I don’t know about you, but for me, i’ll always support the “good guys” in the genre. Last year, i thought SOE might shape up to be the new good guy on the block, but since SOE went Daybreak, the news we got were more in line with what happened to Trion after Scott Hartsman returned to the company as CEO. Remember Trion? They are the company behind Rift, and they were- i think- the most popular developer of MMOs up until Rift went free-to-play, although Defiance had put a stain on their white vest already. When it was announced that Trion would be publishing ArcheAge, it was met with great positivity.
Nowadays, Trion isn’t so popular anymore. And even pressed hard, i don’t think i could come up with any studio that’s regarded in a similar way. City state entertainment (Camelot Unchained) seems to be quite popular, but in reality, this is easy for people who haven’t released a game yet.
If we’re looking for a good guy in MMORPG development space, for me, there’d need to be some qualities i’d like to see:
- quite open communication
- an honest, straight-forward business model in their game(s)
- a noticeable will to do what’s best for their games and players
- not outright abandoning any games that don’t perform so well
With all that in mind, my current favourite would be Funcom. Yes, they messed up launches in the past- Age of Conan and Anarchy Online are famous for that. And maybe there were “misunderstandings” when you played through Tortage and realized that the game was quite different later on. Also, they seem to be unable to create a compelling crafting system/economy. But i have the feeling, they’re doing the best they can.
Doing what’s best for their games and players
We know their financials aren’t looking too good, and it seems The Secret World is carrying the weight of the other games in Funcoms portfolio- so it is understandable that their main focus in development would be in TSW. But they haven’t forgotten Age of Conan. New content has been released, the achievement system, while not content in a strict sense, is a system where you can play around even if you are a dedicated long-time veteran of the game.
With the focus of the guild project turning to AoC, i also found that the atmosphere in AoC is interesting, very unique (i thought about another MMORPG with that kind of mood, but i don’t know any) and very well done. Funcom were able to deliver on that even before TSW.
Also, their games feel different. The Secret World moreso than Age of Conan, but to call any of them a “WoW clone” would be quite wrong. You won’t find a game similar to TSW (yet), with the huge focus on story, a brave attempt at cutting down on quest log entries which in effect makes quests more noticeable and important as well as easier to follow and pick up again after some absence.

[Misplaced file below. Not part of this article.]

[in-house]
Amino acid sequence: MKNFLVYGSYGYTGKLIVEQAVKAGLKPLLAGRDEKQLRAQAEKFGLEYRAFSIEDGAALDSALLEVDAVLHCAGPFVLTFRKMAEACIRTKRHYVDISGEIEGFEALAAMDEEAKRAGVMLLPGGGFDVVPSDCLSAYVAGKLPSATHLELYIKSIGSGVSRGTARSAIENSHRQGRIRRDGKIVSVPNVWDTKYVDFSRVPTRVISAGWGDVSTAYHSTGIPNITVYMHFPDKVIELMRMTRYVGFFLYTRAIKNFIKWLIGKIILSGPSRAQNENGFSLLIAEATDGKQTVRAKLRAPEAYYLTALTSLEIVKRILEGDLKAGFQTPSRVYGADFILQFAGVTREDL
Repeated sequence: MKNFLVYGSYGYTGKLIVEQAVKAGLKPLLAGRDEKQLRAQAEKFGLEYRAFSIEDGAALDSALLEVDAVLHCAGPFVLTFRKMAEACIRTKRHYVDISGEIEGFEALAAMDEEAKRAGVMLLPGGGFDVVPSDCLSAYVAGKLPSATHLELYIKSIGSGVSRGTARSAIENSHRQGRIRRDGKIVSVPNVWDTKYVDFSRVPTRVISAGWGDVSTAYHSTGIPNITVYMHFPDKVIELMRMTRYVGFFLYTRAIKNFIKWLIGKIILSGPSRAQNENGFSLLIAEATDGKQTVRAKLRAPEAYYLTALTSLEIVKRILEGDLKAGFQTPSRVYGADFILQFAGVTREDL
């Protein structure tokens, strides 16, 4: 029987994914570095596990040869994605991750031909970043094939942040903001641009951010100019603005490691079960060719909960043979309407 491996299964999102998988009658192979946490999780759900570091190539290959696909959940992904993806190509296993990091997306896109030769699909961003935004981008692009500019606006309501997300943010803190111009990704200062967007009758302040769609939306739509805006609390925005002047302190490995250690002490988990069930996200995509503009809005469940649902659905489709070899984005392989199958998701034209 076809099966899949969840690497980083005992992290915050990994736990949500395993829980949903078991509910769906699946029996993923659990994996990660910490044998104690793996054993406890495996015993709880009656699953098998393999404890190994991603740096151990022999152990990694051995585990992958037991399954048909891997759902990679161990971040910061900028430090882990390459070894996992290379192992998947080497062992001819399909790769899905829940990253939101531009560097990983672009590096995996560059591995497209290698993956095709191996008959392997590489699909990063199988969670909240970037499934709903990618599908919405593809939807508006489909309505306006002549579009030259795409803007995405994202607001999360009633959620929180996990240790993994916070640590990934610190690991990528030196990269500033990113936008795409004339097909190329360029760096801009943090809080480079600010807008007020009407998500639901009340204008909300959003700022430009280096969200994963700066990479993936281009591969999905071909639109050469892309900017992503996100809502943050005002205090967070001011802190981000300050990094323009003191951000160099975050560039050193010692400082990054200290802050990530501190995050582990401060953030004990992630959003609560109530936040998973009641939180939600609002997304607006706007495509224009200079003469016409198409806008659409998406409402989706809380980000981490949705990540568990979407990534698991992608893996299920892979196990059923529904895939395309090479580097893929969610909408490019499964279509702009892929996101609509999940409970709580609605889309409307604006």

For instance, in TSW i relogged into my character in the Blue Mountains and it was an easy return- she only had one quest open (two if you count the main story quest) and only one hotbar with abilities- getting reacquainted was an easy task. I also found out how their EPE update made life better- the current quest took me to fight Ah’kabs…lots of them. See, i’m pretty sure they were the reason why i logged out the last time i tried to play TSW and haven’t really returned since. This time, they were still annoying, still not easy to fight mobs, especially when you pull more than one of them, but fighting them was enjoyable.
So they also do what’s in the best interest of their games and players- i’m including the current sales which seem to have brought a lot of new players to the game. In game, it almost feels like a relaunch similar to what happens after a business model change.
Business models in Funcom games
I find The Secret World and Age of Conan to be honest in their business models, as well. They are different- TSW is buy-to-play, Age of Conan basically is free-to-play for levelling and a subscription game at level cap. Both heavily rely on dedicated players to pay the bills which is a nice change to all those PLEX/REX/CREDD/WoW token games that monetize new players. With TSW’s sales, you can get all the currently available content (with the exception of the side-stories, maybe) for 50$.
In Age of Conan, i looked for a reason to subscribe, but there’s really no reason to if you aren’t at level cap. My main reason for looking is the ability to unlock a character with a level above 20, so i could create a guild for the guild project- the perks i’d have for subscribing would be menial, though. A little Alternate Advancement that only really starts at level-cap, anyway, more bag space and…that’s it, i think. Well, some Funcom points.
I can’t talk about Anarchy Online because i don’t know the game and business model, but these two, i find to be quite easy to understand, fair to the players and sensible in what they do.
Yes, it seems there is a little bit of complaining around as somehow deals for new players to join are seen as “screwing” their loyal customer base. I don’t agree- games always go into discount some time after release and, especially in MMOs, free-to-play, item shops and digital sales have stabilized prizes somewhat. I mean, Elder Scrolls Online, for instance, was sold for 20$ in january, when they announced the change to buy-to-play. Nowadays, it’s 60$ again, and still one of the best-selling games on Steam and Amazon.
I don’t really know how it is nowadays, after Joel Bylos went to his new project, but when he was around, he communicated very open and honest in the official game forums.
So, for now, i declare Funcom my current favourite developer. I feel like they’re doing their best within their financial abilities, they treat their customers like adults and they aren’t afraid to try new things in their games or change their games in ways that ultimately benefit all their customers.